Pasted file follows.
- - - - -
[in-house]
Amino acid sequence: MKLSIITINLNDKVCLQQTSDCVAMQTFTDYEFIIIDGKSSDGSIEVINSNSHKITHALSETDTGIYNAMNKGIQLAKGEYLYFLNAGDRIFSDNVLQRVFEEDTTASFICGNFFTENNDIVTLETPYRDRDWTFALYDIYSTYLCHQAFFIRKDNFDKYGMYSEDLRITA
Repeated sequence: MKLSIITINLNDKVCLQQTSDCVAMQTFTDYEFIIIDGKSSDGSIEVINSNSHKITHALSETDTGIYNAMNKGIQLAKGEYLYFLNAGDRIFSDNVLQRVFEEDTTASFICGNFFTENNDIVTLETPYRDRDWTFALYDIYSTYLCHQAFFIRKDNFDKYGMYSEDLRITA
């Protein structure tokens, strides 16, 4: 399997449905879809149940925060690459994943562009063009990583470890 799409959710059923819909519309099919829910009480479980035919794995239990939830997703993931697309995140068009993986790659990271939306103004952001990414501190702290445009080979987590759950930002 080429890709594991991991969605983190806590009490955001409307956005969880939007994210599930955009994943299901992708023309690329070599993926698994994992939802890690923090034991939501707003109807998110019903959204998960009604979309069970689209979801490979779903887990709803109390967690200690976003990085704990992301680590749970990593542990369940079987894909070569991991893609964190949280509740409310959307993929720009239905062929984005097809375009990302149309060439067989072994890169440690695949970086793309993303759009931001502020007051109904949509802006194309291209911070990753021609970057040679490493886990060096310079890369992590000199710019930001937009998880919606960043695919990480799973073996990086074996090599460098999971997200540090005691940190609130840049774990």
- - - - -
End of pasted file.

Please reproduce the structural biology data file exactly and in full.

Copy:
[in-house]
Amino acid sequence: MKLSIITINLNDKVCLQQTSDCVAMQTFTDYEFIIIDGKSSDGSIEVINSNSHKITHALSETDTGIYNAMNKGIQLAKGEYLYFLNAGDRIFSDNVLQRVFEEDTTASFICGNFFTENNDIVTLETPYRDRDWTFALYDIYSTYLCHQAFFIRKDNFDKYGMYSEDLRITA
Repeated sequence: MKLSIITINLNDKVCLQQTSDCVAMQTFTDYEFIIIDGKSSDGSIEVINSNSHKITHALSETDTGIYNAMNKGIQLAKGEYLYFLNAGDRIFSDNVLQRVFEEDTTASFICGNFFTENNDIVTLETPYRDRDWTFALYDIYSTYLCHQAFFIRKDNFDKYGMYSEDLRITA
């Protein structure tokens, strides 16, 4: 399997449905879809149940925060690459994943562009063009990583470890 799409959710059923819909519309099919829910009480479980035919794995239990939830997703993931697309995140068009993986790659990271939306103004952001990414501190702290445009080979987590759950930002 080429890709594991991991969605983190806590009490955001409307956005969880939007994210599930955009994943299901992708023309690329070599993926698994994992939802890690923090034991939501707003109807998110019903959204998960009604979309069970689209979801490979779903887990709803109390967690200690976003990085704990992301680590749970990593542990369940079987894909070569991991893609964190949280509740409310959307993929720009239905062929984005097809375009990302149309060439067989072994890169440690695949970086793309993303759009931001502020007051109904949509802006194309291209911070990753021609970057040679490493886990060096310079890369992590000199710019930001937009998880919606960043695919990480799973073996990086074996090599460098999971997200540090005691940190609130840049774990």